Building site deaths more than doubled last year
HSA says fatalities will continue to rise unless smaller firms stop ‘cutting corners’
Figures for the year show there were 46 workplace deaths of all kinds, an 18% increase on 2018 (39) and the end of a downward trend since 2015. Photograph: iStock
Deaths on construction sites will continue to increase unless smaller employers stop “cutting corners”, the Health and Safety Authority (HSA) has said.
The body that investigates workplace incidents has revealed the number of fatalities on building sites more than doubled last year with falls from heights the leading cause.
“While the message seems to have got through to big construction firms who have improved standards around worker safety, what we are seeing is self-employed and smaller building companies not realising their duty and responsibility to staff, and cutting corners when it comes to health and safety,” said HSA chief executive Dr Sharon McGuinness.
Publishing provisional data for 2019 on Friday, Dr McGuinness predicted incidents and deaths would continue to rise until there was a change of mindset.
“Most deaths are preventable. Generally, incidents occur when safety shortcuts are taken. But the mentality of placing people’s lives in peril in the race to finish a job – or save money – needs to stop. Lives depend on it.”
Figures for the year show there were 46 workplace deaths of all kinds, an 18 per increase on 2018 (39) and the end of a downward trend since 2015. Co Wexford recorded seven deaths, the highest per county.
While agriculture continues to be the most dangerous environment, construction has recorded the largest increase – 12 deaths compared to five the previous year.
Construction numbers last spiked at 11 in 2015 when falls from heights were again the main cause. Since 2008 there has been an average of nine deaths per year in the industry.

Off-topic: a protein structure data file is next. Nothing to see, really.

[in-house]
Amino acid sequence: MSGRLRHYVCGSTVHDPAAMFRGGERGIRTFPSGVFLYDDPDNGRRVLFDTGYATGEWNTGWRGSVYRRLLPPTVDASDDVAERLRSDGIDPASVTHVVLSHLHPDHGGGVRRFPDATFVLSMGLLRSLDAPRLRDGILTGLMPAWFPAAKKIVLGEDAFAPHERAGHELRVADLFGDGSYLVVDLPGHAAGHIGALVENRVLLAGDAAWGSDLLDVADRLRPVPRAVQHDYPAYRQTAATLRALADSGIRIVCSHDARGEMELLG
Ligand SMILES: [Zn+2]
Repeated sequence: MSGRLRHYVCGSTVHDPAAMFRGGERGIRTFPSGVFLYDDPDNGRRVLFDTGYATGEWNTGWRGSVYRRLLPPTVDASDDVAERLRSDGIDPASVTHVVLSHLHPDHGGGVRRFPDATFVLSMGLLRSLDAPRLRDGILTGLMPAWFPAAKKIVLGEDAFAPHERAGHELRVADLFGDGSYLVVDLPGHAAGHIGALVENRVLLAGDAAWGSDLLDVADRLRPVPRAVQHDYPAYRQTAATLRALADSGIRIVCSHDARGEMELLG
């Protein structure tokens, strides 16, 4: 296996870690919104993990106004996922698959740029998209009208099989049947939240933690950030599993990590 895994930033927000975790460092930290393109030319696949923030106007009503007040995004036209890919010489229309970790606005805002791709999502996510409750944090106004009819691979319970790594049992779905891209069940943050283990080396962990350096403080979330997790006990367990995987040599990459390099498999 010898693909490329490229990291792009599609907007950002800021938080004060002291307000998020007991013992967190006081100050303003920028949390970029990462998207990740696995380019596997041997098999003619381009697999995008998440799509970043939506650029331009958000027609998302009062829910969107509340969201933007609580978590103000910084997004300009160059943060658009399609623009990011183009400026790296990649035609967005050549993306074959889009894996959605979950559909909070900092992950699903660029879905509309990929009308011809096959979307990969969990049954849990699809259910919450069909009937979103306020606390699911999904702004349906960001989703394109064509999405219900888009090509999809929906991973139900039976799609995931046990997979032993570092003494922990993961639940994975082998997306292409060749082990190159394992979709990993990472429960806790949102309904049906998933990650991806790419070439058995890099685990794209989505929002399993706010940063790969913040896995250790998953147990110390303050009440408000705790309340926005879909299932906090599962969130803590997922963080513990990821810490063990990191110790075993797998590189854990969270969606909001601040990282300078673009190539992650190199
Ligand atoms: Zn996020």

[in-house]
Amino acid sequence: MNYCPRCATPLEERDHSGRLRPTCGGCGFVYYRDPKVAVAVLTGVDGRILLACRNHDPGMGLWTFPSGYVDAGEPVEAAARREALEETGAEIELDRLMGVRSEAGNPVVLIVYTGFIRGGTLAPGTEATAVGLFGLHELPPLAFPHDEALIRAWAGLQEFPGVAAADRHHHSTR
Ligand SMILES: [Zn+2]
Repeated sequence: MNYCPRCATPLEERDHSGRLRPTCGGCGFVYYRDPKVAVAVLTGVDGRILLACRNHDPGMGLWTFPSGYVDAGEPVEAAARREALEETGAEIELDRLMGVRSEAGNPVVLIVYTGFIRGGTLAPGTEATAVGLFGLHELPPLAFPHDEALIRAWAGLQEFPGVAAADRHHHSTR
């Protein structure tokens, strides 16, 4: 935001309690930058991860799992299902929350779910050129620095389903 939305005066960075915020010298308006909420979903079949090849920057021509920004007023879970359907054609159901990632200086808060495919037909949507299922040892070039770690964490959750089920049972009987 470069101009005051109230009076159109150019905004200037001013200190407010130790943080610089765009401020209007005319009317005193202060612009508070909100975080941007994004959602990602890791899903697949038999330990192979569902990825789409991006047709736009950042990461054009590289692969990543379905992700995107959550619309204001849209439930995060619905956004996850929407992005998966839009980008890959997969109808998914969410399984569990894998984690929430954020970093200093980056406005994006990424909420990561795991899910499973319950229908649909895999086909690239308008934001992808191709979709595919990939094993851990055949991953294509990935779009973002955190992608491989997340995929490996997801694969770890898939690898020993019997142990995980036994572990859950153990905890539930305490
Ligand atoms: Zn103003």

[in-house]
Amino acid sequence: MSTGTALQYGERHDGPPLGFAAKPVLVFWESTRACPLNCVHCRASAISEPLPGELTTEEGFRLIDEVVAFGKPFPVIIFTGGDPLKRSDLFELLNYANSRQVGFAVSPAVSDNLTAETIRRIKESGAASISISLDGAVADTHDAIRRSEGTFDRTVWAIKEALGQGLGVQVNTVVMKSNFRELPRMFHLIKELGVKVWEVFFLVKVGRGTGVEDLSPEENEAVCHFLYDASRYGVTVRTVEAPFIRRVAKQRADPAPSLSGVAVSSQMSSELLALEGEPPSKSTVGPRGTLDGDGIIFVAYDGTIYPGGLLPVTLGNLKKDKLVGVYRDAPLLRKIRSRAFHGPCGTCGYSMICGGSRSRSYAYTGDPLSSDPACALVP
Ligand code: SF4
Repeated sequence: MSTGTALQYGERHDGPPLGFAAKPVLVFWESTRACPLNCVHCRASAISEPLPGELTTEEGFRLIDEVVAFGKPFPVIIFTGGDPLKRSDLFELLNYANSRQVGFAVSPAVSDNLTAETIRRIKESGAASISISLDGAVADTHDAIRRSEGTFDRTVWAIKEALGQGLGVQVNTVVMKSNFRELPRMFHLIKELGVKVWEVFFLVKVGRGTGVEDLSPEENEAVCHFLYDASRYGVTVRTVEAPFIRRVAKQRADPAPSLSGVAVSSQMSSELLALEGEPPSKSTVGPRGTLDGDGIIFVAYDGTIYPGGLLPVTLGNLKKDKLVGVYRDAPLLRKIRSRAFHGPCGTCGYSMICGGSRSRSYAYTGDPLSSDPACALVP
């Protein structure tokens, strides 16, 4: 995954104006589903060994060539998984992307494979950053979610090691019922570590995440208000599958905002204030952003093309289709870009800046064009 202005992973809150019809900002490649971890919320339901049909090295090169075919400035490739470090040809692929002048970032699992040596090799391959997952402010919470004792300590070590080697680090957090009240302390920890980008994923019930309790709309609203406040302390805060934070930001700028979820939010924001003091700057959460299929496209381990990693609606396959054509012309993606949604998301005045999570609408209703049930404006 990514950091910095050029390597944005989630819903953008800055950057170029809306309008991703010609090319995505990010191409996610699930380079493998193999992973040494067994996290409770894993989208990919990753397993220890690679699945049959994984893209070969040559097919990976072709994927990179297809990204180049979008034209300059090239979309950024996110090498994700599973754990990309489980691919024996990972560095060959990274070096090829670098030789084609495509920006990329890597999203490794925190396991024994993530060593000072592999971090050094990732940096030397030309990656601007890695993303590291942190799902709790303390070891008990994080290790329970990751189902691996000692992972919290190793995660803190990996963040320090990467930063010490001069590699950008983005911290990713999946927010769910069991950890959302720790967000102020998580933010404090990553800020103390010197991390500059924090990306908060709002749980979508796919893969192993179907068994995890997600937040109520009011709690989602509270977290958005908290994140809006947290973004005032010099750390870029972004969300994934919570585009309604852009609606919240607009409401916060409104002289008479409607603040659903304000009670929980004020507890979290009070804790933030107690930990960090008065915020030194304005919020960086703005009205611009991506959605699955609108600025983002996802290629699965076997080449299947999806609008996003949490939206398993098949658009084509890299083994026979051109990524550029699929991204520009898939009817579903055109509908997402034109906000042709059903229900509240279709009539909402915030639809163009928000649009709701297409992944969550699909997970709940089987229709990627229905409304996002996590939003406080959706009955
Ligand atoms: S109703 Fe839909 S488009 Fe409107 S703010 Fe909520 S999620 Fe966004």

Last July, the Construction Industry Federation (CIF) – which works to promote site safety – said it believed the sector was on course to record its safest ever year with just two fatalities at that point. However, a sudden increase in incidents followed – the HSA said 75 per cent of deaths occurred in the second half of the year.
A further 940 “non-fatal incidents and dangerous occurrences” were reported to the authority by the sector.
The rate of construction fatalities had increased “considerably” from 3.5 per 100,000 employed to about 8.2 per 100,000.
Criticising small employers in particular, Dr McGuinness said working at height would be the focus of its safety campaign during 2020.
Despite the worrying trend in construction, agriculture remains the most dangerous working environment with 18 deaths, despite ongoing campaigning in the farming sector in particular.
Almost three quarters of these involved people aged 60 and over, reflecting the older generation in the sector. Dr McGuinness appealed to them to “recognise their limitations as they age”.
“Farmers think it’ll never happen to them but sadly as we have seen, all it takes is a few seconds for a serious injury or death to occur.”